Tofu gets such a bad rap. I guess its reputation is due largely to its appearance. No matter how you dress it up, no one looks at a spongy white rectangle and thinks, "Ohhhh yeah". And yes, the texture is kind of weird, and definitely nothing like meat, but lots of tasty things don't resemble meat and we forgive them without much question. Perhaps if we stopped asking tofu to do the impossible, replace spare ribs for example, people could cut it a little slack.
After being marinated and grilled, tofu tastes pretty freaking amazing. I don't need it to be anything but what it is. I'm not asking it to fill some chicken-wing shaped void in my soul. I just want it to taste good, fill my belly, and digest without a fight. Though its spongy texture might seem a bit odd, it's not at all unpleasant. Provided its been pressed and drained adequately, tofu has a very nice bite, soft. It's chewy, and just a little bit springy. Oops. Am I making it sound like a sponge again?
Maybe being sponge-like isn't the worst thing anyway! Being spongy lets tofu suck up flavor like it's oxygen. I've been playing around with different marinades to see what kind of tofu will be tastiest. My most recent round of deliciousness is this lemongrass marinade. If you can find fresh lemongrass, it's worth the extra trouble. Just cut the stalk into 3-inch pieces and smash it a bit with the butt of your knife, or a mallet. Your whole kitchen will smell amazing.
Makes one pound of tofu
- 1 pound extra firm tofu
- 1/4 cup soy sauce
- 1/2 cup apple cider vinegar
- 2 tablespoons maple syrup (simple syrup, honey, or agave nectar would also do)
- 1 teaspoon nutritional yeast powder (optional)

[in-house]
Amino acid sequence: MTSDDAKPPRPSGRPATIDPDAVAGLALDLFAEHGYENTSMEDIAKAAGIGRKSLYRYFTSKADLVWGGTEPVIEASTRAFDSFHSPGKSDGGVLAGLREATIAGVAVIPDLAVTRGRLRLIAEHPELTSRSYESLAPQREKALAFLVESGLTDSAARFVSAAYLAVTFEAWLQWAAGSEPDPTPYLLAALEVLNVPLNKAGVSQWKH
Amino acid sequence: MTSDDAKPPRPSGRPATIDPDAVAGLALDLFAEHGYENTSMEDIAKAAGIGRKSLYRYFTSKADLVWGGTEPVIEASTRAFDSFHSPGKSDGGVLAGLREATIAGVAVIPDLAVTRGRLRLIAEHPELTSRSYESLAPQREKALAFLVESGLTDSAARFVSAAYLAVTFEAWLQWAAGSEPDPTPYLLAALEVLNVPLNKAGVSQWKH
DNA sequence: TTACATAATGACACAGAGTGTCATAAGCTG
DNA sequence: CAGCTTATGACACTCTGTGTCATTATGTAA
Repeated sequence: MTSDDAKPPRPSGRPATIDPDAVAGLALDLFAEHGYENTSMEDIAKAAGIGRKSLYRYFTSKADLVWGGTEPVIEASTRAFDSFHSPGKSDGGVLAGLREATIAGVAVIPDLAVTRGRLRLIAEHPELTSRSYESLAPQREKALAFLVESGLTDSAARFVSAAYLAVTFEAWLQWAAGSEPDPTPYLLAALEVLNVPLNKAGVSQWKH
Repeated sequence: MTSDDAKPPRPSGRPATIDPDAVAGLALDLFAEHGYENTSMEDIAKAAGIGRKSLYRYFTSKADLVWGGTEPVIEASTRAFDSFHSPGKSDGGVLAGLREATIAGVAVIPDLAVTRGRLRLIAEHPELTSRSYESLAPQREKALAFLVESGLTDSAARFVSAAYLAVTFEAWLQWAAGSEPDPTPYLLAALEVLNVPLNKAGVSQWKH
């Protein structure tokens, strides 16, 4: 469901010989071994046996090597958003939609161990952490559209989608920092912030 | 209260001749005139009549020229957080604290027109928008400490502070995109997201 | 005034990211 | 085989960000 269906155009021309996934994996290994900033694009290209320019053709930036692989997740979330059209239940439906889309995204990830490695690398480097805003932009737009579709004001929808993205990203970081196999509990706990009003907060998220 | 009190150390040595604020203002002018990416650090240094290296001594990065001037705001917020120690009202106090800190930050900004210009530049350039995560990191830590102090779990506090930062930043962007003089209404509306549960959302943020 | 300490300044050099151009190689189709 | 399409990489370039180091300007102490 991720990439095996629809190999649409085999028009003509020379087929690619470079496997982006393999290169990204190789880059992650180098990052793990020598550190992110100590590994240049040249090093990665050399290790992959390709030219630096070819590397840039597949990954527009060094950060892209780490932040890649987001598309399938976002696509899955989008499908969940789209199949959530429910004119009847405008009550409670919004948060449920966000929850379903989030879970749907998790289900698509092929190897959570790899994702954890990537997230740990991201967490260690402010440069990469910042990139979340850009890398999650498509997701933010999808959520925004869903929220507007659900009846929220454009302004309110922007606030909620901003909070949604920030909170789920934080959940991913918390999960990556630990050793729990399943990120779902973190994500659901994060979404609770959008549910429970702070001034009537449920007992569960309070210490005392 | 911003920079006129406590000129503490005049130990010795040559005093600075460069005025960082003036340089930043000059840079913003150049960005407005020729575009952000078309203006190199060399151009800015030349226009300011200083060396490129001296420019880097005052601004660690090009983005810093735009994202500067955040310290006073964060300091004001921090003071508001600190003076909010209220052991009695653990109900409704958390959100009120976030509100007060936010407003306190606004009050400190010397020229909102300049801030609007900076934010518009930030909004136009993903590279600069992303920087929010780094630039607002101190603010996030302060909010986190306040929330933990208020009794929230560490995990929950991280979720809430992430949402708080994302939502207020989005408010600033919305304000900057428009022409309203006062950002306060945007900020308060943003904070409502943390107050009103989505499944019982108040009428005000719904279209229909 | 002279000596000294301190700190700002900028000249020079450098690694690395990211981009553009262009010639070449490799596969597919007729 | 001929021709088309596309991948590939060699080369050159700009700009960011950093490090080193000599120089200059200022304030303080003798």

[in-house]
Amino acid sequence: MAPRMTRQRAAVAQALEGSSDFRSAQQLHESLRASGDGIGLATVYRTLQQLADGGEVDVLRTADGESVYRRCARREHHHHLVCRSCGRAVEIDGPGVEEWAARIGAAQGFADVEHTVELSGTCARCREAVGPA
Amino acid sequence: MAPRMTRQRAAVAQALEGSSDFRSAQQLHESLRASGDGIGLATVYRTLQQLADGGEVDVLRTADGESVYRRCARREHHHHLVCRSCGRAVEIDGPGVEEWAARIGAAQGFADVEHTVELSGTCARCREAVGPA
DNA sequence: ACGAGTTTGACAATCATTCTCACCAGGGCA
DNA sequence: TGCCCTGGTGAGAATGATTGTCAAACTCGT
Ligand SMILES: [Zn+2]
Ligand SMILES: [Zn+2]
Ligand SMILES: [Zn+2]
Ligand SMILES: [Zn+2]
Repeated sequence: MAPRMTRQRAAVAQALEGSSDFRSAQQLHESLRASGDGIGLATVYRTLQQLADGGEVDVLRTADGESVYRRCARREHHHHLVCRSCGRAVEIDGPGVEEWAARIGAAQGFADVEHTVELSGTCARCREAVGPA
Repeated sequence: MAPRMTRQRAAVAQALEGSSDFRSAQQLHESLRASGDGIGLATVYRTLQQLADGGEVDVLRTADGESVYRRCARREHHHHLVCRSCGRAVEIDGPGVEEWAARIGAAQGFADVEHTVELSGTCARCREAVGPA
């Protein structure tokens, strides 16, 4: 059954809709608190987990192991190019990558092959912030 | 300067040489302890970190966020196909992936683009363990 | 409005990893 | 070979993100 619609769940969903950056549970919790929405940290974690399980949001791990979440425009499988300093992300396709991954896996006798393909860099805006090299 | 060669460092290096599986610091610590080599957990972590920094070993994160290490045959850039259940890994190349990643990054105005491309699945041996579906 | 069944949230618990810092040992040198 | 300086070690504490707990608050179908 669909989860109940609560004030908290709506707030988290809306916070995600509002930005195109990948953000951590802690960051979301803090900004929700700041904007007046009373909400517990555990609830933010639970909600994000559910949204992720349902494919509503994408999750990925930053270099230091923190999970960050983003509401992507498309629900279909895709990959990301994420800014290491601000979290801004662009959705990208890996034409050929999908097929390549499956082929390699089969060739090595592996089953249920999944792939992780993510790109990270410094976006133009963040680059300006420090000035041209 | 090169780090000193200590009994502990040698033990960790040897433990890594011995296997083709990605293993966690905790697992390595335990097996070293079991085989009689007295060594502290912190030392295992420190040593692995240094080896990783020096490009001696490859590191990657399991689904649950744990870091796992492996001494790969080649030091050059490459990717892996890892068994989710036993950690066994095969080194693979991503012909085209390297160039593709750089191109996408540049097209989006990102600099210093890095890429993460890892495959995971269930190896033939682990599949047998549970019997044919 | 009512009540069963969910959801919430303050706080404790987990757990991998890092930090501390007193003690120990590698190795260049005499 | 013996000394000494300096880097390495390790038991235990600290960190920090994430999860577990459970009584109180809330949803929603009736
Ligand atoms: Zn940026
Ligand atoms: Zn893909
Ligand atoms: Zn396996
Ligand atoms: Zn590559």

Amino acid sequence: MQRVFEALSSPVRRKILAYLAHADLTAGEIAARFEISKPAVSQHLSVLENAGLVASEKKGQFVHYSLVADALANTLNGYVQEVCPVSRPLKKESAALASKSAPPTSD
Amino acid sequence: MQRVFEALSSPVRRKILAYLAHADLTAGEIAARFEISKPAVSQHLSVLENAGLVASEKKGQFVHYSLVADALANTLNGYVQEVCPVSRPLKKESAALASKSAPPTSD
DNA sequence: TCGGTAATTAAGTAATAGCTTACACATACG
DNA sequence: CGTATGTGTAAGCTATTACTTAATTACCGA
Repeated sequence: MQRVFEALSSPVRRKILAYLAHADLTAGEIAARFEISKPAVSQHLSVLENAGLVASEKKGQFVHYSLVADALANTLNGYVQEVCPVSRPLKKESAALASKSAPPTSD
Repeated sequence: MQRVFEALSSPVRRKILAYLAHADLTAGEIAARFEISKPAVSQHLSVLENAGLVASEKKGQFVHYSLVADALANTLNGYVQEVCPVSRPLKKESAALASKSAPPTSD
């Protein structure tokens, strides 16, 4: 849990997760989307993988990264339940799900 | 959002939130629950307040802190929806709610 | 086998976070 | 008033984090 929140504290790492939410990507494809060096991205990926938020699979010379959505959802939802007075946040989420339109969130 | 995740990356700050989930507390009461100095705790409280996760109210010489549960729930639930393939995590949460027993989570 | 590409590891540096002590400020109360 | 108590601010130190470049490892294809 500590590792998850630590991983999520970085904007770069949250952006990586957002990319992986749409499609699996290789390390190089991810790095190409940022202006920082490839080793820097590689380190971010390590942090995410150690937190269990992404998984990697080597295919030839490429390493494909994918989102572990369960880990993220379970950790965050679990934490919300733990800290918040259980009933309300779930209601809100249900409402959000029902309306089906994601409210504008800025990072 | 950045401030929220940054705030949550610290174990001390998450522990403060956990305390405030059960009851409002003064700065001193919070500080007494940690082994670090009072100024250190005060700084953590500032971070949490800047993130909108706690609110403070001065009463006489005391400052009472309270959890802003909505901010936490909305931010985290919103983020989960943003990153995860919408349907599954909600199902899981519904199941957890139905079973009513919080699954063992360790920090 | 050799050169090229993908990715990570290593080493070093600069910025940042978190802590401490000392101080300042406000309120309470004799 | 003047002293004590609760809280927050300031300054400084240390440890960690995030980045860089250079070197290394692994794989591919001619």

- 1 teaspoon salt
- 1 lime, zested and juiced
- 2 cloves garlic, chopped
- 2 red chile peppers, chopped
- 1 3-inch stalk of lemongrass, smashed
- 1 1-inch knob of fresh ginger, sliced
- 1 teaspoon Szechuan peppercorns
- Remove the tofu from its package and sandwich it between two piles of paper towels or clean kitchen towels. Place something heavy and flat on top. (A small dish or pan is fine.)
- Let the tofu drain for at least ten minutes. In a pinch, you can use it right away, but if you have the time, about thirty minutes is ideal.
- Slice the tofu into its desired shape. I like to cut the brick in half, then make 1/2 inch slices from each side, producing the tidy little squares you see in my photo. After slicing, place the tofu in a container just big enough to hold it. A small tupperware or casserole dish is perfect.
- Whisk together the soy sauce, apple cider vinegar, maple syrup, yeast powder salt, lime juice (and zest). Add the garlic, chiles, lemongrass, ginger, and peppercorns, then mix again.
- Pour the marinade mixture over the tofu. I like to make sure the marinade gets underneath and in between every slice, so I usually fidget with them a little during this step.
- Put a lid on the container, and let the tofu marinate in the refrigerator for at least two hours, or for as long as twenty four hours. I don't recommend letting the tofu sit for much longer than that. The flavor of the marinade will become too intense, making the tofu taste too strong.
How to Use the Tofu
My favorite way to cook marinated tofu is to grill it in a cast iron skillet. Just add a spritz of oil to a hot pan, then fry the slices until they are golden brown. Flip them over and give the other side the same treatment. The grilled tofu can be enjoyed as-is, over rice, over noodles, or stuffed into spring rolls, banh mi, or sushi.
You could also crumble the tofu and stuff it inside a dumpling, toss it with noodles or fried rice, or make some tofu and veggie kebabs. The possibilities are many.